by Jon Sanders
Director of the Center for Food, Power, and Life, Research Editor | John Locke Foundation
For the second week in a row, and the sixth time in the past eight weeks, active cases in NC have fallen. This is one of the biggest untold stories about COVID-19 in North Carolina. Last week was yet another week there were more presumed recoveries from COVID-19 than new known cases. Further down I’ll give a rundown of statistics, milestones, and implications of this ignored encouraging news.
People with active cases of COVID-19 are the only people in the state who can conceivably infect anyone. Even so, that doesn’t mean they are all equally infectious. They’re not. Furthermore, it doesn’t mean every encounter with someone with an active case is equally risky. It isn’t.
As discussed in detail here, “The most reliable science on COVID-19 tells us that the more you’re in close contact with someone infected and symptomatic, and the more severe the case, the higher your risk of contracting it.”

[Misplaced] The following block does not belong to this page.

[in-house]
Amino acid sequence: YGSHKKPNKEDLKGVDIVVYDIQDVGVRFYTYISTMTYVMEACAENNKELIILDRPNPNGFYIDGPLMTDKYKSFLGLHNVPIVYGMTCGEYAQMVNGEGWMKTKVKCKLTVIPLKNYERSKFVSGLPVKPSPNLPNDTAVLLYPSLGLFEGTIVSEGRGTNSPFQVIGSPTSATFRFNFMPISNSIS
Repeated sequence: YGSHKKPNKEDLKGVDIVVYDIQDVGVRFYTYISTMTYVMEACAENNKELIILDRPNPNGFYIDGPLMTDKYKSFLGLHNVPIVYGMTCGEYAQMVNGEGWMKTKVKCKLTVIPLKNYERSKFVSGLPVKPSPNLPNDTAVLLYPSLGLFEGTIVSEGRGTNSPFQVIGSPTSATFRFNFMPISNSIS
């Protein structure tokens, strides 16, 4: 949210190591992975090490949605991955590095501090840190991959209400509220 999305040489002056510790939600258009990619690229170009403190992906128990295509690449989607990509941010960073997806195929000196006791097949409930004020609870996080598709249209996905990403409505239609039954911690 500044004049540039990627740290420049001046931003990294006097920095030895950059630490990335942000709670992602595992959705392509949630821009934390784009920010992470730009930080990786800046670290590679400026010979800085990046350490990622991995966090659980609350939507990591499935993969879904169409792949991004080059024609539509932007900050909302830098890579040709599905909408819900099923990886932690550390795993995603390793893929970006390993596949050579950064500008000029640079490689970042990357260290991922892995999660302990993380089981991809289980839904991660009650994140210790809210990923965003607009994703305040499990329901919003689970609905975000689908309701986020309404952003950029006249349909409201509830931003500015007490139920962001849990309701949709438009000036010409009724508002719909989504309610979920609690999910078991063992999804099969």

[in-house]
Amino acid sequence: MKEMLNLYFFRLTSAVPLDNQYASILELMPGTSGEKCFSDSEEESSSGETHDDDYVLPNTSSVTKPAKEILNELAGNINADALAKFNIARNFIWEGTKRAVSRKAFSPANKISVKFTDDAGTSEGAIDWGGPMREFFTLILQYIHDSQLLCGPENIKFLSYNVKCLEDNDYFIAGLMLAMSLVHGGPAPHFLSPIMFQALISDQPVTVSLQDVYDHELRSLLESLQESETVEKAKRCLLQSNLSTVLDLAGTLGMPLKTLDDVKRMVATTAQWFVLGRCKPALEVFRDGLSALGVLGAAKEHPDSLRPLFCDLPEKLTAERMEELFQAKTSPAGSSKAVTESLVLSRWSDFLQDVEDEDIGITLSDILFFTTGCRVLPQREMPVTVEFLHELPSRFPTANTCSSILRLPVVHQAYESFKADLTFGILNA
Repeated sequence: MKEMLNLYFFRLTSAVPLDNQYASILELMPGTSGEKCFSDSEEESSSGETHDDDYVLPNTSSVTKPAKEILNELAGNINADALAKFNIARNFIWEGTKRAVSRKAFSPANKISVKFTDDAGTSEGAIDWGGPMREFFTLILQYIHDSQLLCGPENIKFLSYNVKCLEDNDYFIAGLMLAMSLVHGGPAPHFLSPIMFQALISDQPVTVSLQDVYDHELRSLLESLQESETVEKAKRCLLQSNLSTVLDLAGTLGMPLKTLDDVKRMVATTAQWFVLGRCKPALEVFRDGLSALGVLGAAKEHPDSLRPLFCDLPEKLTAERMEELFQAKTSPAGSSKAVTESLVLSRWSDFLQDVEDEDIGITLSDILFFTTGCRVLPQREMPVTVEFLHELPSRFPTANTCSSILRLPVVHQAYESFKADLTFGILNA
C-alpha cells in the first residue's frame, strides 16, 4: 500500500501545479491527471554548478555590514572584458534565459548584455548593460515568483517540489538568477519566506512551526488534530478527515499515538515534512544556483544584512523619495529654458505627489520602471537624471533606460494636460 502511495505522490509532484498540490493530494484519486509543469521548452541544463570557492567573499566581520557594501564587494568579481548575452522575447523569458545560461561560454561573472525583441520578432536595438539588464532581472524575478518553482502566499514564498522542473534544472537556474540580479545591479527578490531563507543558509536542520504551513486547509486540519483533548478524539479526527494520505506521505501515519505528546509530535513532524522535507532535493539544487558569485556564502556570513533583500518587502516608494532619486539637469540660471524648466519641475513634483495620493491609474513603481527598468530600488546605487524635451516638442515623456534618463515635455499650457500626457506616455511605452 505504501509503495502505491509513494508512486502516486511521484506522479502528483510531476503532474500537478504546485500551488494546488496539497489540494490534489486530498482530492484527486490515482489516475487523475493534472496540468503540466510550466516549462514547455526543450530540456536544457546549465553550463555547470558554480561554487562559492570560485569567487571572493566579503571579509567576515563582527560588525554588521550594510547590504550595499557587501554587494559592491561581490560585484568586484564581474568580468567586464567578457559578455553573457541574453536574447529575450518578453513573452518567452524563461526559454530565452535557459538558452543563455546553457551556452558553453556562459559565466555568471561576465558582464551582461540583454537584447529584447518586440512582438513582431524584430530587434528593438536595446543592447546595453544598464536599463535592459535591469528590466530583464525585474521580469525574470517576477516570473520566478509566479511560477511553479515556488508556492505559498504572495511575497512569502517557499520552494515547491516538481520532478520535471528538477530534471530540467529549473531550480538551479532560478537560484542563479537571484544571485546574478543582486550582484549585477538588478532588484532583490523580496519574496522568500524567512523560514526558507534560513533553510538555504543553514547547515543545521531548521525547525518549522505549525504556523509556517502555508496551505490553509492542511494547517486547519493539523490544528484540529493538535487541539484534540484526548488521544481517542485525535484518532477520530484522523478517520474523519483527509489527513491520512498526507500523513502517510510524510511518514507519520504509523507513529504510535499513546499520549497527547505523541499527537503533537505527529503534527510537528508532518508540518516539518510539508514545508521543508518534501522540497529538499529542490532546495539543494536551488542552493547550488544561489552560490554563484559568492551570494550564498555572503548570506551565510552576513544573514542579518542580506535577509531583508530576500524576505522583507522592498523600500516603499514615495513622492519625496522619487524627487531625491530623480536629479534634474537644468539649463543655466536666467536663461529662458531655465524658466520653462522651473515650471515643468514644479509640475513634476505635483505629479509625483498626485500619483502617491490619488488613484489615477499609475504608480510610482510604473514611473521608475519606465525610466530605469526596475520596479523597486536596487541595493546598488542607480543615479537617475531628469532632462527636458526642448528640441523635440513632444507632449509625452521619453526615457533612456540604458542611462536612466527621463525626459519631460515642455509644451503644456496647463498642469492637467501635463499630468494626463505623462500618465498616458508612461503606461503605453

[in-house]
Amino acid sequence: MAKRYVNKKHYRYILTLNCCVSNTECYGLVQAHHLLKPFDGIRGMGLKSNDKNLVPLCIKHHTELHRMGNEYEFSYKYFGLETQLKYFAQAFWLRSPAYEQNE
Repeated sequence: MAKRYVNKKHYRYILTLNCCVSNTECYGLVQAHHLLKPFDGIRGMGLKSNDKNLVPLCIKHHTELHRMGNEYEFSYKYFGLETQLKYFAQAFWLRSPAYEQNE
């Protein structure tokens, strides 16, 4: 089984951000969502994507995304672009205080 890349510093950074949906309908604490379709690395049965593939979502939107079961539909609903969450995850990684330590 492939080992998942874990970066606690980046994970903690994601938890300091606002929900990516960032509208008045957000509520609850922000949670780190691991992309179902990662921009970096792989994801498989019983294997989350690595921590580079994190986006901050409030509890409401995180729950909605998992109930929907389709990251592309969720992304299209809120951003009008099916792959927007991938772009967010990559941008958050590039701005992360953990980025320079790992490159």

Pay attention to those stipulations. The person must be someone you are in (a) close contact with over a (b) long period of time while (c) infected and (d) symptomatic, especially the (e) more severe their infection.
The next sentence: “On the other hand, your risk from a brief encounter with someone at a grocery store, someone walking from the door to the restaurant table, or someone going past on a public sidewalk is indistinguishable from zero.”
Seeing someone in the same store as you or that person walking past your table or other brief encounter (such as standing in line to vote) — not a close contact, no prolonged period of time, and a 99.83% likelihood of not even having an infection of any severity — presents essentially no risk to you at all, even without a cloth mask. This mass hysteria fanned by the Cooper administration and media is completely unwarranted and unhealthy.
Here is the updated pie chart looking at how North Carolina’s total cases break down into recoveries, deaths, and active cases (recoveries data are released on Mondays, so these numbers all reflect Monday’s data):
Here is the latest graph of week-to-week recoveries vs. cases and deaths:
Here are some facts to know for this week’s data: